Prior to May 200-, GLaDOS was activated several times by Aperture technicians, each time being quickly turned off after trying to kill them within "one-tenth of a picosecond" after activation. Undaunted, the scientists began attempts to alter GLaDOS' personality and curb her murderous tendencies by adding various Personality Cores to her system. Several of these cores were deactivated and placed in storage at some point; one of these cores was Wheatley, Portal 2's sidekick turning antagonist, who was later re-purposed to the task of tending to humans in the Extended Relaxation Center.
After being fitted with a Morality Core, GLaDOS claimed to have "lost all interest in killing", now only craving science and wanting to study and experiment with consciousness. She announced that she wanted to perform an experiment on the company's "Bring Your Daughter to Work Day" using cats and boxes. She claimed she would have all the necessary materials; all she still needed was "a little neurotoxin". The scientists acquiesced, figuring it would be fine "as long as [it was] for science".
Finally in May 200-, GLaDOS was activated as one of the planned activities on Aperture's "Bring Your Cat to Work Day". GLaDOS became hostile once more, and within two picoseconds she had locked down the entire facility, trapping all inside and flooding the facility with neurotoxin.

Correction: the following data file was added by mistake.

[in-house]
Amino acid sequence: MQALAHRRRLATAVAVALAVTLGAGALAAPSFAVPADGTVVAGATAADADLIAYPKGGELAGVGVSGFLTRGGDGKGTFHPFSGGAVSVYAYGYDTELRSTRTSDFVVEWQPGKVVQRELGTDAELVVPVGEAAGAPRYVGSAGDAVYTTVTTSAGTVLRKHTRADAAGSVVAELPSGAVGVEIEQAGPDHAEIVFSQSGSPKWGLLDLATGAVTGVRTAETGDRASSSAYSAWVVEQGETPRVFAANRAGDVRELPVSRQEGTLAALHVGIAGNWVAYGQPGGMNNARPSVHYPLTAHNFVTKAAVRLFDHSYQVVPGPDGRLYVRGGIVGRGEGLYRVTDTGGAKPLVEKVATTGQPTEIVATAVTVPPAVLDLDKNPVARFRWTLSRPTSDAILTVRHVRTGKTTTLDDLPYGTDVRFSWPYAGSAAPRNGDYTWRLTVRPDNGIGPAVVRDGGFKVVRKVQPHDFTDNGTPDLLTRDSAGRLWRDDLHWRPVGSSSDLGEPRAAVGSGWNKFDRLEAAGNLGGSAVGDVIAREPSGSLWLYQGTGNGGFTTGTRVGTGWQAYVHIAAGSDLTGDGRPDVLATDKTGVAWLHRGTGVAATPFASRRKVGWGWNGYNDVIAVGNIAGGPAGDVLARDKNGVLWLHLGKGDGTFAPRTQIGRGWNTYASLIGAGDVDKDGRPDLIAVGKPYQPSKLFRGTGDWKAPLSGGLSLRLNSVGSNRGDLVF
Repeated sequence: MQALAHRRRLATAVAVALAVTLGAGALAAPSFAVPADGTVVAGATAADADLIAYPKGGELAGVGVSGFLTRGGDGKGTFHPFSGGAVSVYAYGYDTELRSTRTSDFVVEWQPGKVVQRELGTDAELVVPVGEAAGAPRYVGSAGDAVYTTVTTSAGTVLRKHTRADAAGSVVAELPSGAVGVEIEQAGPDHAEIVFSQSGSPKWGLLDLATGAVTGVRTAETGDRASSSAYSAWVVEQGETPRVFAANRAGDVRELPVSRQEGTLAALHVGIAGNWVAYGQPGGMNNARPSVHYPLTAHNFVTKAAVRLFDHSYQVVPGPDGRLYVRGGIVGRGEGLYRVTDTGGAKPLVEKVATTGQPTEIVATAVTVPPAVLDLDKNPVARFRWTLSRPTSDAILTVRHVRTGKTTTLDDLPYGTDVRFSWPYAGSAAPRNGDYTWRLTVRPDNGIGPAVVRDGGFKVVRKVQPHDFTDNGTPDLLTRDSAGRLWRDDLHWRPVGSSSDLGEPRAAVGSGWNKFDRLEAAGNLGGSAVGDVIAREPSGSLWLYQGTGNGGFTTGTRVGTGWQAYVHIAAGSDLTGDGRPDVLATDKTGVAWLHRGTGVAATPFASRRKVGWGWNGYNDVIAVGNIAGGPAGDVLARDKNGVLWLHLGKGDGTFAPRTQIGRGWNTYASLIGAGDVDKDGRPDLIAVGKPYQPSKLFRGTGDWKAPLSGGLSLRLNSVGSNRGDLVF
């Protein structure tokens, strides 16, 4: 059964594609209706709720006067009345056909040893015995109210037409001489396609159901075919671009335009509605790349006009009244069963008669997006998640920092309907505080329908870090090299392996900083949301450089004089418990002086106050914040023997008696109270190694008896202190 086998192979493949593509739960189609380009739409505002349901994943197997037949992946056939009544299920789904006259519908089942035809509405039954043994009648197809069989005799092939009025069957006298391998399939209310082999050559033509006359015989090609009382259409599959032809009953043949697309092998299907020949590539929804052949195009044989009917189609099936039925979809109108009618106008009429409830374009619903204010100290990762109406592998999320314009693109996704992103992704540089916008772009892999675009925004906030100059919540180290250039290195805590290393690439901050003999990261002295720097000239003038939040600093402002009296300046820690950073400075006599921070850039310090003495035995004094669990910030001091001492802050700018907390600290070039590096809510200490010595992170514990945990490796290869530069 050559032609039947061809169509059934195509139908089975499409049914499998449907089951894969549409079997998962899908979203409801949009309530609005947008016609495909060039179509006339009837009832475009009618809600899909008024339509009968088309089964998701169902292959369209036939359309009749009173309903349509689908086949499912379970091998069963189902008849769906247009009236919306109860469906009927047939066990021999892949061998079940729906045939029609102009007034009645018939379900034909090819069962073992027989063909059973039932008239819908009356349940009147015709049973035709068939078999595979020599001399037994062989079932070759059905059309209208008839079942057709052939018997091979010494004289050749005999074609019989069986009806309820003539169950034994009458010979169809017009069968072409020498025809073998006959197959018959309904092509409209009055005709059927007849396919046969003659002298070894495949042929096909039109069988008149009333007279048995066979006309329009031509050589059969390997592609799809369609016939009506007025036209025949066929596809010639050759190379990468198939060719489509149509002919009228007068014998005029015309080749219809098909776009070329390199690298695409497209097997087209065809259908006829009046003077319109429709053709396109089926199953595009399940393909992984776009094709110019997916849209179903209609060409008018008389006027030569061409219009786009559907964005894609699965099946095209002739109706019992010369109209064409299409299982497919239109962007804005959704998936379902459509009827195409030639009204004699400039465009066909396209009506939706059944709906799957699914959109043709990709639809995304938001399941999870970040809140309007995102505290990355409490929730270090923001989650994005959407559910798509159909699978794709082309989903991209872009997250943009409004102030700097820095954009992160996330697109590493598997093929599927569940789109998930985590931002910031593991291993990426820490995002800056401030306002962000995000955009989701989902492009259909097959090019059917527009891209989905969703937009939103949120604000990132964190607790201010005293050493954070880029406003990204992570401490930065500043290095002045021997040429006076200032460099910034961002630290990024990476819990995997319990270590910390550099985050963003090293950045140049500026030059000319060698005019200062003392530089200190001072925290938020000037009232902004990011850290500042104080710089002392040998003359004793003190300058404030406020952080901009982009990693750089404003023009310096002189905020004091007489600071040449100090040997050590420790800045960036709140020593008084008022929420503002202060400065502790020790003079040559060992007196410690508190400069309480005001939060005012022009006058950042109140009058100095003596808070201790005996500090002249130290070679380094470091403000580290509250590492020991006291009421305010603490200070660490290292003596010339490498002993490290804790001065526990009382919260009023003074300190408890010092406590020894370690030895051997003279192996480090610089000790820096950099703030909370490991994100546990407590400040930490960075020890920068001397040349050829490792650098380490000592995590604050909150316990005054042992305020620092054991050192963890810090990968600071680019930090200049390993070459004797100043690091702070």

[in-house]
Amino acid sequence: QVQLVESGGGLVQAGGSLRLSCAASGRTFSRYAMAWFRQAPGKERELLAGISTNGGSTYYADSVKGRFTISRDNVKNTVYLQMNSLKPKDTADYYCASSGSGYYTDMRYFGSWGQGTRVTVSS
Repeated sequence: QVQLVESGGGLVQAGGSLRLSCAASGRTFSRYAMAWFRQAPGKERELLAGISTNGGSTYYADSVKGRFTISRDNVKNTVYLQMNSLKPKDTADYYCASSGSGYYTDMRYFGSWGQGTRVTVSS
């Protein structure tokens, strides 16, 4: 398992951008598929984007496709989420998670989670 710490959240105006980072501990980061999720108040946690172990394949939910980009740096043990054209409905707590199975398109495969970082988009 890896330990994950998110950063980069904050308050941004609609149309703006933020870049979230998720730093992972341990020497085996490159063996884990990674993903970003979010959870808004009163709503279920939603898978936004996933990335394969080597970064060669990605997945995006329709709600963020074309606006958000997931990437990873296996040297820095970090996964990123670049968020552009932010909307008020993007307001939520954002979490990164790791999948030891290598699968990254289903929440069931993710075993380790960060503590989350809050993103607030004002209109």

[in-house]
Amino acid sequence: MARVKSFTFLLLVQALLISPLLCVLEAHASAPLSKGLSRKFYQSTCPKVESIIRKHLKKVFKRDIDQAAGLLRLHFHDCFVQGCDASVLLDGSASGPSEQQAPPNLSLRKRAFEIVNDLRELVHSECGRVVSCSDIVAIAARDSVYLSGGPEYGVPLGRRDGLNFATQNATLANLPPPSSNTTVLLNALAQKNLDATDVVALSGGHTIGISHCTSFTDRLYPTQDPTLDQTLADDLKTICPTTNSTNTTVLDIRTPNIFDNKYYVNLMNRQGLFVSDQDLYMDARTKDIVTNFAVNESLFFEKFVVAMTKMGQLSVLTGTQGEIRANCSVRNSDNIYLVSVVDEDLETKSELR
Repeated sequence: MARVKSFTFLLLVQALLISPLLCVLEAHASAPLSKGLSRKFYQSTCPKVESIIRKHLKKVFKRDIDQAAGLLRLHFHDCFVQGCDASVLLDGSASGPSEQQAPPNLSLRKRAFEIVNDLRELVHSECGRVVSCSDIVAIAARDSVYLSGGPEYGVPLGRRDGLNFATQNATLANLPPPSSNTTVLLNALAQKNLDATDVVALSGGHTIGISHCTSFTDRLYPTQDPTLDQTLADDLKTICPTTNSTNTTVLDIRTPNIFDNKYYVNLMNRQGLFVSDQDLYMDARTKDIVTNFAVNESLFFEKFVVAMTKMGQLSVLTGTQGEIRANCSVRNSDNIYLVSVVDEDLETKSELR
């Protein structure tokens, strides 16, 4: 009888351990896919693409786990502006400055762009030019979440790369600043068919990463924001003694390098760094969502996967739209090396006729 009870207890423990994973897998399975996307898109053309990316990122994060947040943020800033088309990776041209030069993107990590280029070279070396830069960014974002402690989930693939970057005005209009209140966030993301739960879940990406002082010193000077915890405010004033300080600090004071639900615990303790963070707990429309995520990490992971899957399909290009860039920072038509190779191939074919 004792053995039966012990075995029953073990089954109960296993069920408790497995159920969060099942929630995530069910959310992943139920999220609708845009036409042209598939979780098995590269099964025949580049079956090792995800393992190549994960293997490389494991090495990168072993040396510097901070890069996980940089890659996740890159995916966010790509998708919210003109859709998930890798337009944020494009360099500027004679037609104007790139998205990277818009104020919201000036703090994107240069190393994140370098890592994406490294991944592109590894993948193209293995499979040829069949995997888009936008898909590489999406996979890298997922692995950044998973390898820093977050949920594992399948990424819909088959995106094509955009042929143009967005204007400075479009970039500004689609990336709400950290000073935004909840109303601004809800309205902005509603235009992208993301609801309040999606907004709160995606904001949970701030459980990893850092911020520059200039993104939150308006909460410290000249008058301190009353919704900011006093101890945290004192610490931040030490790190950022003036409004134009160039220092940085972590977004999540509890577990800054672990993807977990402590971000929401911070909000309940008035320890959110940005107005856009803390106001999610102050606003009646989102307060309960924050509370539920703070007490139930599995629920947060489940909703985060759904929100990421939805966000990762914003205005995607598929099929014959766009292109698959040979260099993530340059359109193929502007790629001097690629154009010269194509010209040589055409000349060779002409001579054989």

GLaDOS then began a permanent testing cycle using the captive Aperture employees, aiming to beat Black Mesa in the race for the portal technology. However, shortly after, she effectively won this race when the Black Mesa Incident occurred, destroying the competitor's entire facility, which in turn diverted all attention from rescuing the trapped Aperture employees.
Meanwhile, the number of Aperture employees dwindled through the ensuing weeks of testing. The last surviving employee, a schizophrenic programmer named Doug Rattmann, managed to avoid captivity as a result of his paranoia. Evading GLaDOS' constant attempts to capture him, he managed to gain access to her Test Subject personnel files and research the psychological profiles of rejected candidates, discovering a woman named Chell who was rejected for testing due to extraordinary tenacity. Hoping Chell's stubborn determination might allow her to defeat GLaDOS, Rattmann tampered with the Test Subject roster, rearranging the order so that Chell's name was at the top. This seemed to go unnoticed by GLaDOS. From this point on, Rattmann hid in unused portions of the facility, where GLaDOS was unable to monitor him. She then resumed mandatory testing.